Visualizing Climate Action won second place at HUBBUB
Last December, the Visualizing Climate Action team from the Climate Action Lab won second place at HUBBUB, a City Hall event where students share innovative ideas and solutions for city-building with City staff and elected officials.
Members of the team come from a variety of backgrounds; they include Nicholas Samuelson (Cellular, Anatomical, and Physiological Sciences), Rachel Habermehl (Geographical Sciences), Yeslie Lizarraga (Sociology), Joaquin Gutierrez (Integrated Sciences integrating Climate and Sustainability), and Kōlea Praywell (Environment and Sustainability).
The Visualizing Climate Action project uses displays to visualize climate action in Vancouver (see poster below; click to expand). The displays link climate change to meaningful places that people already treasure and care about. “We want to make climate change personal to people, so it's easier for them to act upon it,” said the team. “The bond people have with physical locations and resources allows them to tie their climate action into a concrete contextualized goal in a hopeful tone.”
One of the highlights of the project is that it can engage people. “Our main goal is to engage as many people as possible as quickly as possible. Whether or not you want to, you are going to get engaged when you see the display.” Some of the comments the team received from the City of Vancouver was that targeting and working with emotions was unique. In addition, the displays will direct people to climate resource hubs that the community already has, making it easier for people to learn and act.
When asked about their motivation for the idea of visualizing climate change, the team said that they actually had several hour-long meetings when they started the project, just to go through all their ideas. The display idea came up early and they thought it was very engaging. Then they wanted to connect it to something that Vancouverites are identified with, one of which is climate - the beautiful scenery people live in. By combining the display and climate, the team wanted to give people a sense of discomfort about their surroundings by showing them what they will encounter in fifty years if they don't act now. “We got a lot of positive feedback on targeting emotions, but we also need a sense of hope for people to have something to work towards,” said the team. Therefore, climate resources were also integrated into the display to show people how to take action to prevent that discomfort from happening in the future.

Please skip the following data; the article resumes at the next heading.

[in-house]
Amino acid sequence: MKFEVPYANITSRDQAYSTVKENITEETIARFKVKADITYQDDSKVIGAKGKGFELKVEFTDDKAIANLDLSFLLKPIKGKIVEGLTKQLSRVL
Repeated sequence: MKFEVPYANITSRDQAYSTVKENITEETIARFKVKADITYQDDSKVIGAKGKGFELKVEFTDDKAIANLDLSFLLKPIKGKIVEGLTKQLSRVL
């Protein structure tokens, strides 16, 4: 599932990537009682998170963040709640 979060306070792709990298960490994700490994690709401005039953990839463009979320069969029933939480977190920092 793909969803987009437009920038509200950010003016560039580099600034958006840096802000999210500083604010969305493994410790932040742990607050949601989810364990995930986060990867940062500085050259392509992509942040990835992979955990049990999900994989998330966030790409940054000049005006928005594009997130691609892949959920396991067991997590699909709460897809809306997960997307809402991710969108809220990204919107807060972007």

The experience of working alongside the City of Vancouver and participating in HUBBUB was memorable, according to the team. “We engaged with all the people we talked to and especially, a lot of people that work in the City. It felt collaborative that everyone wanted to hear what we had to say.” They also had some great conversations with the audience, such as discussing how many changes have taken place in the city over the past 50 years. “It was interesting to see how people can think of changes that we didn't necessarily know before.”
The team was glad that they took the jump by targeting people’s emotions and managed to bring a sense of hope with climate action. "It was scary to do something different, but we took a chance and it definitely paid off. We received a lot of positive feedback at HUBBUB. Everyone we gave a presentation to left happy and gave us good comments.”
The City of Vancouver is now offering an internship for a graduate student to follow up on this work through the Sustainability Scholars Program. Description of the Visualizing Climate Action project can be found here: 2023-054 Development of graphics to visualize climate action and inaction in Vancouver. Deadline to apply is January 29.